Heidi’s been writing since she was nine years old when she loved to write poetry and essays in her personal journals. She translated that love for writing into a profession when, seeking adventure and new experiences, she moved abroad and became a freelance English-language writer in Germany for such publications as Die Welt newspaper, The Berlin Journal Quarterly and a memoir for a Berlin-New York artist.
When not writing memoirs, this University of Michigan and Columbia University alum enjoys penning articles and interviews for film publications, and may even write her own memoir one day.
As a Story Terrace writer, Heidi provides professional ghostwriting services to capture customers’ life stories through carefully crafted anecdotes. Below is an anecdote of her own. Get in touch today to work with her!
“Let’s go! They’re coming!”
I was in Wisconsin for a couple of weeks visiting my second cousins, Sarah and Julie, who lived on a farm. My parents thought that their shy, thoughtful girl from Ann Arbor could use a trip to the relatives in the country to introduce her to new experiences.
Considered by my cousins a “city girl,” I was intent on showing them what a tom-boy I was. Being the dramatic storyteller of the group, I thought up an adventure for the three of us girls. Sarah, Julie and I were on a mission – and we had the whole, sprawling, rolling northern Wisconsin farmland countryside at our disposal to hatch it out.
We were secret agents on the run from the ‘bad guys’ and had just made it through the cornfield maze to the other side, where a giant oak tree stood over a small pond.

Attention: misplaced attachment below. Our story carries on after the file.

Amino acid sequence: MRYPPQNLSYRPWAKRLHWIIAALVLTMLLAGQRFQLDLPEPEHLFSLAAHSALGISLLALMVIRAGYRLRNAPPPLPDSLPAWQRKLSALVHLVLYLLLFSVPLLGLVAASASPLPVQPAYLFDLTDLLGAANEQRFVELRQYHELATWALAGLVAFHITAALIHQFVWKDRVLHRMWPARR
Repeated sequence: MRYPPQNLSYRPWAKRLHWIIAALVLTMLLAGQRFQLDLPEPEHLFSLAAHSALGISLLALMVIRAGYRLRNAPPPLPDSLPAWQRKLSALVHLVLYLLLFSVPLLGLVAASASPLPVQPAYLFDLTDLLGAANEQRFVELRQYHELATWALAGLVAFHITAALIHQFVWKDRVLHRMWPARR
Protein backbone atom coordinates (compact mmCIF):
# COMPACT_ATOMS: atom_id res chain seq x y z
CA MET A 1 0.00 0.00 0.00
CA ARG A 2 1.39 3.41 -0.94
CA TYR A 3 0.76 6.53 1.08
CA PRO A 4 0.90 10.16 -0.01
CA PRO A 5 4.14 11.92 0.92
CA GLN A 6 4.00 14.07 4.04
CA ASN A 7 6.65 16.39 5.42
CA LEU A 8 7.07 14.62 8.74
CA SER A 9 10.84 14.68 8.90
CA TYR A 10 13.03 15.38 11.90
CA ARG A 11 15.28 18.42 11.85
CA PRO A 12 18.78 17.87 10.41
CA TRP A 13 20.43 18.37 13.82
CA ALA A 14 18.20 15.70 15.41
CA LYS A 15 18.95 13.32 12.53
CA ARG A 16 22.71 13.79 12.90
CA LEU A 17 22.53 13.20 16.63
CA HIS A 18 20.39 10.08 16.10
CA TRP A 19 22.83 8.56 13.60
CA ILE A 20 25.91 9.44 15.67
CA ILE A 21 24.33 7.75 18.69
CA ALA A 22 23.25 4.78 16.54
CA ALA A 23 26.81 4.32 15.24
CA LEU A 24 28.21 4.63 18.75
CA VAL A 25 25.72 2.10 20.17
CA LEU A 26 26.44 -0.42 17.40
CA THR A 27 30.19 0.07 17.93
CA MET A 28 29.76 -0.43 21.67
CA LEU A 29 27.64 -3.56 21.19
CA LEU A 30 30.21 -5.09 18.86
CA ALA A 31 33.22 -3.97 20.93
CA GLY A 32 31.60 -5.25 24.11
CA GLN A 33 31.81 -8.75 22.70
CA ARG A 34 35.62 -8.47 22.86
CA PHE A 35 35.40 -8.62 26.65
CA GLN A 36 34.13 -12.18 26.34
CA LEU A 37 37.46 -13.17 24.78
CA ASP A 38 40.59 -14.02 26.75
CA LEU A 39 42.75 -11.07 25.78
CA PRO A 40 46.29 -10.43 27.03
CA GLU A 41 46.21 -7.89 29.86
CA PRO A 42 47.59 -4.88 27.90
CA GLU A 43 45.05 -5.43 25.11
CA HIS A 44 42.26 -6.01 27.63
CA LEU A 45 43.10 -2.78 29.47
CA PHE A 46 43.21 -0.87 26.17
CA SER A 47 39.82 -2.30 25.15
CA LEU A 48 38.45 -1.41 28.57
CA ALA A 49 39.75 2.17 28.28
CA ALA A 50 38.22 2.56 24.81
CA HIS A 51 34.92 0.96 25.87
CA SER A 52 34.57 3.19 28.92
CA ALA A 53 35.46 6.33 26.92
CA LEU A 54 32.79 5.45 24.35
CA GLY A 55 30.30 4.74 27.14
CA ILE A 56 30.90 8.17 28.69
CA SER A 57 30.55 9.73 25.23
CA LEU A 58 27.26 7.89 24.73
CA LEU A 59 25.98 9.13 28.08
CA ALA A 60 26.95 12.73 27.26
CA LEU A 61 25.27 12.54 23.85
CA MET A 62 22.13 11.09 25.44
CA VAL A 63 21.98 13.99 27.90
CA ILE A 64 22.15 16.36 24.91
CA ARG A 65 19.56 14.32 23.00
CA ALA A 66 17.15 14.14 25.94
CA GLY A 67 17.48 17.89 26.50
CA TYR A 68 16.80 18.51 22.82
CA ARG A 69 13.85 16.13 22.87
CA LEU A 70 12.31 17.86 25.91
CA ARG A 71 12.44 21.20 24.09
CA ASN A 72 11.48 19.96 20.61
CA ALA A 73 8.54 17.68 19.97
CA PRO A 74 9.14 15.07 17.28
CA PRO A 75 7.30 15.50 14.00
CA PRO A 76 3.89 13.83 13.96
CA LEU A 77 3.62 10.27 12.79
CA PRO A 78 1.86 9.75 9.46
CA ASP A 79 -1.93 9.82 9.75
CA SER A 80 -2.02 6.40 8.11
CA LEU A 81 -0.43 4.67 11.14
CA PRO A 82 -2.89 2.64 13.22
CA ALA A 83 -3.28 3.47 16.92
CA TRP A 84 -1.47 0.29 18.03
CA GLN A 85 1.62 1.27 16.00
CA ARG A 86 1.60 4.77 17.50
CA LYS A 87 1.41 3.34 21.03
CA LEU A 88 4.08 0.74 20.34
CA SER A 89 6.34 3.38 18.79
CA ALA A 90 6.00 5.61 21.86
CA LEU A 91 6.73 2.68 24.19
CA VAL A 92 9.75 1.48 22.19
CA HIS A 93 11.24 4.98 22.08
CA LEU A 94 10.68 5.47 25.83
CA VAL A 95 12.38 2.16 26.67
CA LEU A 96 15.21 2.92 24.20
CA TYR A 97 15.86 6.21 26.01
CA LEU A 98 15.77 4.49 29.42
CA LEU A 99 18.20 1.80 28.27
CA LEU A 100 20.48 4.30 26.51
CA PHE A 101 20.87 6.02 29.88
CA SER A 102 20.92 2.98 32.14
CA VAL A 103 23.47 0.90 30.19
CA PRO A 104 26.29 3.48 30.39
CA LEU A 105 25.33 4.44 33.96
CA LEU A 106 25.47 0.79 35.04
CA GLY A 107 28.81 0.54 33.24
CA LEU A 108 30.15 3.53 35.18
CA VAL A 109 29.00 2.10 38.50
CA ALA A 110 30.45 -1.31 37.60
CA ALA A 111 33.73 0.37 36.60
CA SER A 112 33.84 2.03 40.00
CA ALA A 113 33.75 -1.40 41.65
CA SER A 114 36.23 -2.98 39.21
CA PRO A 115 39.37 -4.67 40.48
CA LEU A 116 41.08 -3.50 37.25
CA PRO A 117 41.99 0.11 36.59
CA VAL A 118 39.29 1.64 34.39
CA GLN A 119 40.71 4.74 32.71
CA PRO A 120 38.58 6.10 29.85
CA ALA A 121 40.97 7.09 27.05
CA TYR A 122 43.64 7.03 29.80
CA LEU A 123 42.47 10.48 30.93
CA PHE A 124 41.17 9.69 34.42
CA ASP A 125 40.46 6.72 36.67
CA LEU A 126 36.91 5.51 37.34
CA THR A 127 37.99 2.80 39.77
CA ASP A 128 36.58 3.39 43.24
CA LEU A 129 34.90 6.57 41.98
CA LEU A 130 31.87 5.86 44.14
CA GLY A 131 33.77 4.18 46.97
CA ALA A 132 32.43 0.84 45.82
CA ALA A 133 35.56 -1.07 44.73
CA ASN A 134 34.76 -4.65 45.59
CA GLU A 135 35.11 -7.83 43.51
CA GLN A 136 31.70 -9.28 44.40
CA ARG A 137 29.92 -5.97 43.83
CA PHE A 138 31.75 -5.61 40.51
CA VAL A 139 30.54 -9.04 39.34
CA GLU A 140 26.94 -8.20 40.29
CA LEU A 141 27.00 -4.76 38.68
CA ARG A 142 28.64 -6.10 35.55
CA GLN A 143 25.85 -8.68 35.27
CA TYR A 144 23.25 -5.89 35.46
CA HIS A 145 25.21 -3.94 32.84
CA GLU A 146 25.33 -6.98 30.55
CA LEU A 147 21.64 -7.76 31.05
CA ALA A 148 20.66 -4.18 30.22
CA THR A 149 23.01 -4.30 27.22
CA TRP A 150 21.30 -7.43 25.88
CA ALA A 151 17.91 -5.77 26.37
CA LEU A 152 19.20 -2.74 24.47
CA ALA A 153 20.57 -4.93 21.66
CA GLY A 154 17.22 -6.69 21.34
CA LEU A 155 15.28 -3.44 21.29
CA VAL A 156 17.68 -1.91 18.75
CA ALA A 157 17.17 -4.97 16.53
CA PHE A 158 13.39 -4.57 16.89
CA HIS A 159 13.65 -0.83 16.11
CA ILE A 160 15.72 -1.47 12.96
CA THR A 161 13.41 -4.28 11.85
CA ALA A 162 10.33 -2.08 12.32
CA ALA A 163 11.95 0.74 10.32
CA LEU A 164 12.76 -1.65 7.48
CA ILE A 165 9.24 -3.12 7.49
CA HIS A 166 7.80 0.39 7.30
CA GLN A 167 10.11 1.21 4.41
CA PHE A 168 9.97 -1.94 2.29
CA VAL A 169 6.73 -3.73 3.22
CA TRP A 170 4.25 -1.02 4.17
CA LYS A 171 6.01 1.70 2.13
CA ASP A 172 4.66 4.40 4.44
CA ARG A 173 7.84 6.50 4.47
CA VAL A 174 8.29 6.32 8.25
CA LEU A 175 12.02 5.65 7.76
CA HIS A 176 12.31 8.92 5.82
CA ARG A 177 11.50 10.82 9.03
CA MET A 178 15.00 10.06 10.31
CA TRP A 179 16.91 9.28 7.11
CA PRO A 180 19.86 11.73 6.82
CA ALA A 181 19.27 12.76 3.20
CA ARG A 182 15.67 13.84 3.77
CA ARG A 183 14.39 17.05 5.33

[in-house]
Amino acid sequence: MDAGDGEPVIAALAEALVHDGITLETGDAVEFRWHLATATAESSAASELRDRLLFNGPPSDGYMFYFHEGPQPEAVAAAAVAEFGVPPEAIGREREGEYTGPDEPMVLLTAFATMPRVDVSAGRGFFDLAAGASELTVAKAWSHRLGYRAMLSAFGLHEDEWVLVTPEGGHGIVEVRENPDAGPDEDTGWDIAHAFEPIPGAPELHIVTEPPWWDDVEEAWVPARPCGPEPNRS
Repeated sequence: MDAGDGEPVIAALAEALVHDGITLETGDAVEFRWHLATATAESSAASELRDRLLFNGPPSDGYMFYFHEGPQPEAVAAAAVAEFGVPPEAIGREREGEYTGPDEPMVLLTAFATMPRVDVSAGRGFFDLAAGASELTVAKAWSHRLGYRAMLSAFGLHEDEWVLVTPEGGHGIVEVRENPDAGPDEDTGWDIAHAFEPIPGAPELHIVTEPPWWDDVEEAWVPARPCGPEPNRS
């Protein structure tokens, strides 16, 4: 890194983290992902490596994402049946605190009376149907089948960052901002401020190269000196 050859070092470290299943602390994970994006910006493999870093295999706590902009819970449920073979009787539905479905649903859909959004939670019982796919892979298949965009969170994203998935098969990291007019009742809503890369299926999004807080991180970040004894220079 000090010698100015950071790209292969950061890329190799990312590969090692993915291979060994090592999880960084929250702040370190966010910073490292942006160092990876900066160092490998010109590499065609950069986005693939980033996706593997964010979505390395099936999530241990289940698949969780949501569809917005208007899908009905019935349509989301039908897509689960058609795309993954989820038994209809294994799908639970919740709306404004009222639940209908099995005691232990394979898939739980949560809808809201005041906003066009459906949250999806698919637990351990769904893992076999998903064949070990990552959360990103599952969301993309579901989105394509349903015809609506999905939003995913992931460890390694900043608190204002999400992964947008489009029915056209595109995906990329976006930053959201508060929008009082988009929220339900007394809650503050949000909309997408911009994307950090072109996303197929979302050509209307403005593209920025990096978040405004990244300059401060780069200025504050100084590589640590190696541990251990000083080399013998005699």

The goal? — To go through the maze, climb through the electric fence, and make it to the inviting tree, which was perfect for a nine, ten or eleven-year-old to climb, where we could skivvy up high enough to see if the bad guys were coming. The ‘bad guys’ were our male cousins.
I came up with the idea to set ‘booby’ traps for them all along the way – but all that Sarah and Julie had at home were items such as toothpaste and dental floss. So, we spread toothpaste, extremely thick and gooey, under a pile of leaves for them to accidentally step on (I had watched one too many ‘Little Rascals’ reruns) and get all over their shoes, or stringing dental floss from one corn stalk to the other, to trip them up, so that they would be stalled from catching up to us.
I thought we were quite ingenious at the time. We had built up quite a lead, racing and dodging through the crowded sea of tall corn stalks until we got to the electric fence.
I crouched, lowering myself to go through the fence and feeling quite satisfied with my acrobatic skills when a bolt literally shocked me back into reality.
“Whoa! Ouch! Why did you kick me?” I yelled at my cousin, Sarah. It felt like a sonic boom had hit me in the behind. “I didn’t kick you!” Sarah responded, her expression somewhere between feigned outrage and secret delight. “You got shocked by the fence, dummy.”
“Oh.” I stood up on the other side, rubbing my rear, as well as my ego. And yet, I had survived. I rubbed my bum and moved on. Racing to the oak tree, I grabbed on to its branches, turned to my cousins who were still by the fence, and yelled, “Come on, slow pokes! I’m waiting!”
This city girl proved herself in the country that day.